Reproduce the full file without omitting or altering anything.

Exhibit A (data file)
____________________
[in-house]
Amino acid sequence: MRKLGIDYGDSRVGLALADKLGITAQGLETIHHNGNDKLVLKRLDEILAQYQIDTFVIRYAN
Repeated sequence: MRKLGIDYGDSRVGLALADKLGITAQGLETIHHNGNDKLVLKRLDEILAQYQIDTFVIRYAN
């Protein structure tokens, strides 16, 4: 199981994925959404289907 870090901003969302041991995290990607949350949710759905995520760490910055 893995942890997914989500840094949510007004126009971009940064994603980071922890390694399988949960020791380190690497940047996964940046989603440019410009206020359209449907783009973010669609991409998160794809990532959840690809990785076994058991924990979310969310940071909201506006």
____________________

[in-house]
Amino acid sequence: MRKLGIDYGDSRVGLALADKLGITAQGLETIHHNGNDKLVLKRLDEILAQYQIDTFVIRYAN
Repeated sequence: MRKLGIDYGDSRVGLALADKLGITAQGLETIHHNGNDKLVLKRLDEILAQYQIDTFVIRYAN
């Protein structure tokens, strides 16, 4: 199981994925959404289907 870090901003969302041991995290990607949350949710759905995520760490910055 893995942890997914989500840094949510007004126009971009940064994603980071922890390694399988949960020791380190690497940047996964940046989603440019410009206020359209449907783009973010669609991409998160794809990532959840690809990785076994058991924990979310969310940071909201506006």